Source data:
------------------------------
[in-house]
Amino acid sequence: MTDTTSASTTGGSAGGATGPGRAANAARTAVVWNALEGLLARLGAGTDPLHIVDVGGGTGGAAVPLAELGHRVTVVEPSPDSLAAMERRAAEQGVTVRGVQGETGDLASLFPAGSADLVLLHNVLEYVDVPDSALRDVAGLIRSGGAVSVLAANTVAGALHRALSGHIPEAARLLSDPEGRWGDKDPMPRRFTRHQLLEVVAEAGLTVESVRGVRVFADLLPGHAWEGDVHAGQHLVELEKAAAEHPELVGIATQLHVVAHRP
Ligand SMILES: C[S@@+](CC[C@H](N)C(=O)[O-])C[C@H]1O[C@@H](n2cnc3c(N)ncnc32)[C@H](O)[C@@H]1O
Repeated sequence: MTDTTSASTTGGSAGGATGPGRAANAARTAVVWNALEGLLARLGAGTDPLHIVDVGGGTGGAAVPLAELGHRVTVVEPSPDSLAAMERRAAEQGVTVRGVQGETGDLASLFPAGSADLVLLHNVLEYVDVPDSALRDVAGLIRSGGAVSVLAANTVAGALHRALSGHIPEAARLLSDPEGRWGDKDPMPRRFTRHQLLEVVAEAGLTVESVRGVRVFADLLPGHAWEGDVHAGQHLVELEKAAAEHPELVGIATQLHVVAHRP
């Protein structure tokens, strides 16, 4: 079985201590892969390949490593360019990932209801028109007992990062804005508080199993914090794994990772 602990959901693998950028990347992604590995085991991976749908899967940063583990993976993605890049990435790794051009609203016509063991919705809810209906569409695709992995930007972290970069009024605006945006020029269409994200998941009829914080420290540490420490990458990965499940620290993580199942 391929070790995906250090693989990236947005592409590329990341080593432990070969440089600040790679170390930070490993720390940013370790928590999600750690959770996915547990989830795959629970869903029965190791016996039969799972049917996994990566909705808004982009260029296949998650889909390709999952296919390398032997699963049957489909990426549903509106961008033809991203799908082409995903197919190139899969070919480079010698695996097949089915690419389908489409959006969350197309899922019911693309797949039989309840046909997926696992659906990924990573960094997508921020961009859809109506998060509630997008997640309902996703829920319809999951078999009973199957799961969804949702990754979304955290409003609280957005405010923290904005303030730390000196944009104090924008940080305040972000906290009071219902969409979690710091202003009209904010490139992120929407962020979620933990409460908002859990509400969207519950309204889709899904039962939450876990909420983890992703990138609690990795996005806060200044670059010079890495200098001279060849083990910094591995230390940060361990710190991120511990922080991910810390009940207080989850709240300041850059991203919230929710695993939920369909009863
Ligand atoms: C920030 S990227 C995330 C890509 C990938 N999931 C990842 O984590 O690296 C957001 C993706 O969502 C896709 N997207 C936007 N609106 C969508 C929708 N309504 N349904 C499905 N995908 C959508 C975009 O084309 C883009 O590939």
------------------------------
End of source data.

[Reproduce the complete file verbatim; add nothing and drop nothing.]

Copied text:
[in-house]
Amino acid sequence: MTDTTSASTTGGSAGGATGPGRAANAARTAVVWNALEGLLARLGAGTDPLHIVDVGGGTGGAAVPLAELGHRVTVVEPSPDSLAAMERRAAEQGVTVRGVQGETGDLASLFPAGSADLVLLHNVLEYVDVPDSALRDVAGLIRSGGAVSVLAANTVAGALHRALSGHIPEAARLLSDPEGRWGDKDPMPRRFTRHQLLEVVAEAGLTVESVRGVRVFADLLPGHAWEGDVHAGQHLVELEKAAAEHPELVGIATQLHVVAHRP
Ligand SMILES: C[S@@+](CC[C@H](N)C(=O)[O-])C[C@H]1O[C@@H](n2cnc3c(N)ncnc32)[C@H](O)[C@@H]1O
Repeated sequence: MTDTTSASTTGGSAGGATGPGRAANAARTAVVWNALEGLLARLGAGTDPLHIVDVGGGTGGAAVPLAELGHRVTVVEPSPDSLAAMERRAAEQGVTVRGVQGETGDLASLFPAGSADLVLLHNVLEYVDVPDSALRDVAGLIRSGGAVSVLAANTVAGALHRALSGHIPEAARLLSDPEGRWGDKDPMPRRFTRHQLLEVVAEAGLTVESVRGVRVFADLLPGHAWEGDVHAGQHLVELEKAAAEHPELVGIATQLHVVAHRP
């Protein structure tokens, strides 16, 4: 079985201590892969390949490593360019990932209801028109007992990062804005508080199993914090794994990772 602990959901693998950028990347992604590995085991991976749908899967940063583990993976993605890049990435790794051009609203016509063991919705809810209906569409695709992995930007972290970069009024605006945006020029269409994200998941009829914080420290540490420490990458990965499940620290993580199942 391929070790995906250090693989990236947005592409590329990341080593432990070969440089600040790679170390930070490993720390940013370790928590999600750690959770996915547990989830795959629970869903029965190791016996039969799972049917996994990566909705808004982009260029296949998650889909390709999952296919390398032997699963049957489909990426549903509106961008033809991203799908082409995903197919190139899969070919480079010698695996097949089915690419389908489409959006969350197309899922019911693309797949039989309840046909997926696992659906990924990573960094997508921020961009859809109506998060509630997008997640309902996703829920319809999951078999009973199957799961969804949702990754979304955290409003609280957005405010923290904005303030730390000196944009104090924008940080305040972000906290009071219902969409979690710091202003009209904010490139992120929407962020979620933990409460908002859990509400969207519950309204889709899904039962939450876990909420983890992703990138609690990795996005806060200044670059010079890495200098001279060849083990910094591995230390940060361990710190991120511990922080991910810390009940207080989850709240300041850059991203919230929710695993939920369909009863
Ligand atoms: C920030 S990227 C995330 C890509 C990938 N999931 C990842 O984590 O690296 C957001 C993706 O969502 C896709 N997207 C936007 N609106 C969508 C929708 N309504 N349904 C499905 N995908 C959508 C975009 O084309 C883009 O590939």